“For example, when we were tweeting and posting about the gay marriage vote, we could see the shares and views really spiked,” he said. “Normally when we post something, we had 100 people who were seeing it, but when we did the gay marriage thing we had 2,000 people who saw those posts within just the first few minutes.”
Reporters for The New Mexican and other news outlets used social media to quickly get out the word about votes or updates on other happenings at the Roundhouse before filing longer stories or adding to blogs.
Independent journalist Matthew Reichbach was one of the most prolific social-media posters at the Roundhouse. Because he was able to make quick posts to the online New Mexico Telegram, he was often an early source of more explanation that just the 120 characters in an initial tweet.
Reichbach said in an interview Monday that this session saw more social media action than any of the previous four sessions he’s covered, including during his time at the now-defunct New Mexico Independent online news site. But like any other tool, he said, its effectiveness really depends on the user.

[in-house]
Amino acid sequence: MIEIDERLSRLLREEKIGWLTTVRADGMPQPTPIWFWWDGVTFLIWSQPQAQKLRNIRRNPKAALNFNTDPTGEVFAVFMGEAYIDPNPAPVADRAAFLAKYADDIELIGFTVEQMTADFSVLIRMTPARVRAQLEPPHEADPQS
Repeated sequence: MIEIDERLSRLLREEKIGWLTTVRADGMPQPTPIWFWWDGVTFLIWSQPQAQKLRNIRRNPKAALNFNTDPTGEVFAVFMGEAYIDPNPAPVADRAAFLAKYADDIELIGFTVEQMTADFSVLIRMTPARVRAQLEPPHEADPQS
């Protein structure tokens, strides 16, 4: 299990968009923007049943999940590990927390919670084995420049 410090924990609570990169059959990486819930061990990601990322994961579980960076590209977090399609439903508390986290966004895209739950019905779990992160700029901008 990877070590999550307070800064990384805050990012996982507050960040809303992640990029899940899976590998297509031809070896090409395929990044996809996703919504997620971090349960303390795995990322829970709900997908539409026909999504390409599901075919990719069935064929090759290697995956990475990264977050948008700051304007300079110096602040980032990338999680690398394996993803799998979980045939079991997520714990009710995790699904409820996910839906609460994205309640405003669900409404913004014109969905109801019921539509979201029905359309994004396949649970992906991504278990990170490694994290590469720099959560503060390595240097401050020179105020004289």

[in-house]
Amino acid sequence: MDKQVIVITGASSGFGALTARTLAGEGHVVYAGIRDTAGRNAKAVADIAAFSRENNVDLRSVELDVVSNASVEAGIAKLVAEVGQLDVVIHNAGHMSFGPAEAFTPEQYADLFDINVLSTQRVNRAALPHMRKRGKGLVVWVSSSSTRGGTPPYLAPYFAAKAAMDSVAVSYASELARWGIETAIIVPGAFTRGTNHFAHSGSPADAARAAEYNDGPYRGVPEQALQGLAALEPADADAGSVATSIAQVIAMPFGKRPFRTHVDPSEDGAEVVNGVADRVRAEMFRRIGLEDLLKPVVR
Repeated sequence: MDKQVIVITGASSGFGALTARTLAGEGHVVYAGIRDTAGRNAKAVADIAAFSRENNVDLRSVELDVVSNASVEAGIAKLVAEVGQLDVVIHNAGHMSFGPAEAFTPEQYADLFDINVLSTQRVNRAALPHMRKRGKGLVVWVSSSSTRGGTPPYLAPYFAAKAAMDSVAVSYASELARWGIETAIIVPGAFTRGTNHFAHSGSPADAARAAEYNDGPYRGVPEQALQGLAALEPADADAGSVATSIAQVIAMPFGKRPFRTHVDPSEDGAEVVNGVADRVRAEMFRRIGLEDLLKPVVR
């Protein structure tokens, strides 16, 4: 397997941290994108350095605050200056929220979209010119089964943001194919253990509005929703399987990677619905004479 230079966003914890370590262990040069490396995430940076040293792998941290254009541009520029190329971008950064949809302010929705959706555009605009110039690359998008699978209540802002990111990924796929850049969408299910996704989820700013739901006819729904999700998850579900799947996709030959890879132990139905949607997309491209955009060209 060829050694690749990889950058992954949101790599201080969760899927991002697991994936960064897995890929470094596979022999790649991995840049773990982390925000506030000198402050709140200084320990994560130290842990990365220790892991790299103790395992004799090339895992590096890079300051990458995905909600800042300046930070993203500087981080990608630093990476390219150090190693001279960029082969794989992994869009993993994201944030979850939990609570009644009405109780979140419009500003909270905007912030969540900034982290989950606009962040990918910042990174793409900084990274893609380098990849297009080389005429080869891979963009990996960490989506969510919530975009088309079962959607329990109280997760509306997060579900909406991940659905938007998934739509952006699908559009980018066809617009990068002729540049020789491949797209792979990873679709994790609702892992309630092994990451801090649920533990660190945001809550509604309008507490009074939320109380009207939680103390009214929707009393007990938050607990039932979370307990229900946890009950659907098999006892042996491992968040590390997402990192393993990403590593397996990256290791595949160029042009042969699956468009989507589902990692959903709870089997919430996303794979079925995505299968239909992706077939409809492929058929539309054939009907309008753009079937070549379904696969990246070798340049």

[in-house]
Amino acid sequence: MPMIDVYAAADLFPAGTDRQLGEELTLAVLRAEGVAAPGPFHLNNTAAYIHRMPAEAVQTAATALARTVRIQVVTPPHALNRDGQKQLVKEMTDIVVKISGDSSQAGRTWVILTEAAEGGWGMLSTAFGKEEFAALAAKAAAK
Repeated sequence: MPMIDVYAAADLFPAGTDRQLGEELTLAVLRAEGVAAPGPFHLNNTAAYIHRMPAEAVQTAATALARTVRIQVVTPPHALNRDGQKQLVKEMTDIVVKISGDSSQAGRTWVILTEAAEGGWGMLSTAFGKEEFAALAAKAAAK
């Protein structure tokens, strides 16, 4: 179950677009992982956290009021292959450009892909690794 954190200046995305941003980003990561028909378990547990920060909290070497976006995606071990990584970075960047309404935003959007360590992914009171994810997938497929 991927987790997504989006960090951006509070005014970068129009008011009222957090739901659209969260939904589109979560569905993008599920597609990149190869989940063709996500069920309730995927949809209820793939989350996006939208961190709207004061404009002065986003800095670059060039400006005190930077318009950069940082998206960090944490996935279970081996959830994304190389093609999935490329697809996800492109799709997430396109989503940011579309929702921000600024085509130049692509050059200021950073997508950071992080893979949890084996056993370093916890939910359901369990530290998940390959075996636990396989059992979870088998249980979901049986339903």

“Nothing beats on-the-ground reporting, just being the person at that meeting reporting on what they are saying,” he said. “Social media has definitely become a way that you can do that instantaneously. There are all these anecdotes that may not fit into a story, but people are interested in hearing about them.”
Past sessions, he said, featured lots of tweets from people who were observing the session. Now, he said, tweets more often are coming from advocates, organizations and agencies.
While the individuals and organizations with the most social media contact seem to be on the political left, they no longer hold a monopoly on the tools. GOP Twitter handles and those from more conservative perspectives in New Mexico generally have fewer followers and make fewer posts — @GOPHouse last made a post Feb. 5 — but they are present.
Among examples of regular users are former Sen. Rod Adair, R-Roswell, who is now an administrator for the Secretary of State’s Office and who challenged journalists and Democrats with a confrontational style on Twitter.